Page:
According to the Great Crane Project, this is the highest number since they returned to the UK in 1978 after an absence of more than 400 years.
The survey recorded 48 pairs across the UK in 2016 that raised 14 chicks to fledgling stage – two more than the average for the last five years. Over the last five years, 60 chicks have been raised by wild cranes significantly adding to the UK population.
Standing at a height of 4ft, this graceful grey bird with a long, elegant neck is one of the tallest in the UK. Wild cranes were once a widespread breeding species before they became extinct through hunting and the loss of their favoured wetland habitat around the 1600’s.
In 1978, a small number of wild cranes returned to the UK and established themselves in a small area of the Norfolk Broads before slowly spreading to other areas of eastern England, benefiting from work to improve their habitat at RSPB Lakenheath and RSPB Nene Washes.
The Great Crane Project, supported by the RSPB, WWT and the Pensthorpe Conservation Trust, released 93 birds in the south west of England between 2010 and 2014 helping to secure the long-term future of wild cranes in the UK. Since the initial Somerset release cranes have gone on to raise fledging chicks in Wiltshire, Gloucestershire and this year in the Gwent Levels – the first time cranes have nested in Wales for 400 years.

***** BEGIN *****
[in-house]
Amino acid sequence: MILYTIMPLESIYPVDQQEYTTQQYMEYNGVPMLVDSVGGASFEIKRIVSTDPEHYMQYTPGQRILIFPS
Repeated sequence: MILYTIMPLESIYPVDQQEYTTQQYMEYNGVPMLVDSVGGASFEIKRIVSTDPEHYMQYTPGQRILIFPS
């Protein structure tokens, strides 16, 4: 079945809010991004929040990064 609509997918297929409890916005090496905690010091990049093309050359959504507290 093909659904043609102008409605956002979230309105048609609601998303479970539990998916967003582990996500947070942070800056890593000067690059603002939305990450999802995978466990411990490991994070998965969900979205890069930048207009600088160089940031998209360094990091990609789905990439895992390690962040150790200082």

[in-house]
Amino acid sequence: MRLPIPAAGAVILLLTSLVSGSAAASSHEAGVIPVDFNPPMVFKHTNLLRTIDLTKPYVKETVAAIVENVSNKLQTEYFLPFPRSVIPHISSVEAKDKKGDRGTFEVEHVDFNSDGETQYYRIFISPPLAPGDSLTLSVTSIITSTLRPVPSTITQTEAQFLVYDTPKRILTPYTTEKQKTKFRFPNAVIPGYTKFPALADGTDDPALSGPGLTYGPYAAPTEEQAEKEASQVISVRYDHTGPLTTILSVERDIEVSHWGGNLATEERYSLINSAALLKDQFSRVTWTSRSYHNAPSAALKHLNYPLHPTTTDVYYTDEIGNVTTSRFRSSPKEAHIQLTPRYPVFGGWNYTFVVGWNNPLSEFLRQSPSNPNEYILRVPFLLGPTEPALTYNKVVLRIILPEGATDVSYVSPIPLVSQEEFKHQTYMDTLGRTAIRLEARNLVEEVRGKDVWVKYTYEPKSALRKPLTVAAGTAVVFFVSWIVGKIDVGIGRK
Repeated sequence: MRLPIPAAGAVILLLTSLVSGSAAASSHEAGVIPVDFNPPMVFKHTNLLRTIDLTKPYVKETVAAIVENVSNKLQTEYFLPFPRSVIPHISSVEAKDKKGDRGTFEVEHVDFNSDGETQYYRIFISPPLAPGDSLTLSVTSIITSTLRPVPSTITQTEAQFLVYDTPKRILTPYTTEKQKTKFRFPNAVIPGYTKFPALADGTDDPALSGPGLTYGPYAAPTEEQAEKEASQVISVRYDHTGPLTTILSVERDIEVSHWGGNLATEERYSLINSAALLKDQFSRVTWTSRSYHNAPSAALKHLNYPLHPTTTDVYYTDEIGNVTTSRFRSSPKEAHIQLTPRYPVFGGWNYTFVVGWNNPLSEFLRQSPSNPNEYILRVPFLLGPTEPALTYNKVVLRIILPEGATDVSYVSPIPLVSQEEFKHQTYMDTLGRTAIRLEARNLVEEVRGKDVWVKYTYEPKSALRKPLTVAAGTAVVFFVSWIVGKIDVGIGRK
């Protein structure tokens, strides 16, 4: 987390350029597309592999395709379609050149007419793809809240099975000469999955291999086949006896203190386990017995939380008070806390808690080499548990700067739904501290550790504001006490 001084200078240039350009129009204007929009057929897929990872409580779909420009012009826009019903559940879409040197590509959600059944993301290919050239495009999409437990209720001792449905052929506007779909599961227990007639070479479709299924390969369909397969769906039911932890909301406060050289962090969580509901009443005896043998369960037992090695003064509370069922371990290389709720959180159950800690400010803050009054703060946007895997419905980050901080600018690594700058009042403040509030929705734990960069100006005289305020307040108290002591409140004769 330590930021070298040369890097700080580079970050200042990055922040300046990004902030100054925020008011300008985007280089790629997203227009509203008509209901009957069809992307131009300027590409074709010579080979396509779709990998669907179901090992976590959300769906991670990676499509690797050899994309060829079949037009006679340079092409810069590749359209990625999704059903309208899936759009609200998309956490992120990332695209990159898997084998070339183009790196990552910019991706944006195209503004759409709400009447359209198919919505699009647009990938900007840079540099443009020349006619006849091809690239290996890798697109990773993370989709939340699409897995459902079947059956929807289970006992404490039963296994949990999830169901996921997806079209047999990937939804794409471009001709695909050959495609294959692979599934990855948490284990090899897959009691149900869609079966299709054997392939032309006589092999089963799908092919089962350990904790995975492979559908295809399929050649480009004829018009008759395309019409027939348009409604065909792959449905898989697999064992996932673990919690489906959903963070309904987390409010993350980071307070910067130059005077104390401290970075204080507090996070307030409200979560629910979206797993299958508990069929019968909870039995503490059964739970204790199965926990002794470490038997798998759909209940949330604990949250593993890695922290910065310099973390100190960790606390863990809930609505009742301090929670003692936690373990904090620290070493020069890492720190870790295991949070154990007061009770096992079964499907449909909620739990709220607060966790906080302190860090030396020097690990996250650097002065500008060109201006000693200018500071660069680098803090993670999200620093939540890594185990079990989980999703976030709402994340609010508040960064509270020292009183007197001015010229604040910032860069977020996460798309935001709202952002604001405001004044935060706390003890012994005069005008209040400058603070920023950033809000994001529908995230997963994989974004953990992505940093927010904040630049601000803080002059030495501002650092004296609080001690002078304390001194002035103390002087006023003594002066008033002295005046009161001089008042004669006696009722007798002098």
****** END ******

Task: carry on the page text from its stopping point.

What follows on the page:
Rebecca Lee, WWT Principal Conservation Breeding Officer, said: “It’s a dream come true. We devised the Great Crane Project so that we could kickstart a population of cranes here, in the west, in the hope that it would expand in tandem with those that had already settles in the east, and eventually the two would meet.
“It’s still early days, but it all seems to be happening. Cranes have now bred successfully in England, Scotland and Wales, and we’re not fair off 50 breeding pairs, where just a decade ago, there was barely a tenth of that. Cranes are well on track to become a true conservation success story for the UK.”
You can find out more about the project and where to see the cranes in the wild at: www.thegreatcraneproject.org.uk
Main image: Getty